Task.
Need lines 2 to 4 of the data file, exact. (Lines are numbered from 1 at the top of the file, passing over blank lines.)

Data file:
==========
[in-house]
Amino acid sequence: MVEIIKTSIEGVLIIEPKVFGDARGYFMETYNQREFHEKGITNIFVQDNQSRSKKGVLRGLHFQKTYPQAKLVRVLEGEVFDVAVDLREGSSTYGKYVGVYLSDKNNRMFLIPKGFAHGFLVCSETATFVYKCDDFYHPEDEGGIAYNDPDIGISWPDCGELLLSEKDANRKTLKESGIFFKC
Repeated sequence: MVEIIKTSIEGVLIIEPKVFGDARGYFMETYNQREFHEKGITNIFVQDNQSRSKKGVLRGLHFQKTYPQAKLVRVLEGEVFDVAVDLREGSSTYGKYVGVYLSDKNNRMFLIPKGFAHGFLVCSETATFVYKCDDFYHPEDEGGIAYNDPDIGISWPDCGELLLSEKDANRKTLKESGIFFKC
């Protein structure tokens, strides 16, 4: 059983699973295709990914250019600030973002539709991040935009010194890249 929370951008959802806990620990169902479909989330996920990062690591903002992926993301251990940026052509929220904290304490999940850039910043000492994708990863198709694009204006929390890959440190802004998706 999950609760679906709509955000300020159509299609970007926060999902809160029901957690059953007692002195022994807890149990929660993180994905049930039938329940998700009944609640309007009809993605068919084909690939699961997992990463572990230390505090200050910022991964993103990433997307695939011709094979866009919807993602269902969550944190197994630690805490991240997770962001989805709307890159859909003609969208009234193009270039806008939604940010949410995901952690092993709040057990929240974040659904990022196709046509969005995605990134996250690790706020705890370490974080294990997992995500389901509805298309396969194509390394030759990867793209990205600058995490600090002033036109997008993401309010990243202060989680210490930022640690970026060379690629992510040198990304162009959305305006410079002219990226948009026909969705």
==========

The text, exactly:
Amino acid sequence: MVEIIKTSIEGVLIIEPKVFGDARGYFMETYNQREFHEKGITNIFVQDNQSRSKKGVLRGLHFQKTYPQAKLVRVLEGEVFDVAVDLREGSSTYGKYVGVYLSDKNNRMFLIPKGFAHGFLVCSETATFVYKCDDFYHPEDEGGIAYNDPDIGISWPDCGELLLSEKDANRKTLKESGIFFKC
Repeated sequence: MVEIIKTSIEGVLIIEPKVFGDARGYFMETYNQREFHEKGITNIFVQDNQSRSKKGVLRGLHFQKTYPQAKLVRVLEGEVFDVAVDLREGSSTYGKYVGVYLSDKNNRMFLIPKGFAHGFLVCSETATFVYKCDDFYHPEDEGGIAYNDPDIGISWPDCGELLLSEKDANRKTLKESGIFFKC
């Protein structure tokens, strides 16, 4: 059983699973295709990914250019600030973002539709991040935009010194890249 929370951008959802806990620990169902479909989330996920990062690591903002992926993301251990940026052509929220904290304490999940850039910043000492994708990863198709694009204006929390890959440190802004998706 999950609760679906709509955000300020159509299609970007926060999902809160029901957690059953007692002195022994807890149990929660993180994905049930039938329940998700009944609640309007009809993605068919084909690939699961997992990463572990230390505090200050910022991964993103990433997307695939011709094979866009919807993602269902969550944190197994630690805490991240997770962001989805709307890159859909003609969208009234193009270039806008939604940010949410995901952690092993709040057990929240974040659904990022196709046509969005995605990134996250690790706020705890370490974080294990997992995500389901509805298309396969194509390394030759990867793209990205600058995490600090002033036109997008993401309010990243202060989680210490930022640690970026060379690629992510040198990304162009959305305006410079002219990226948009026909969705």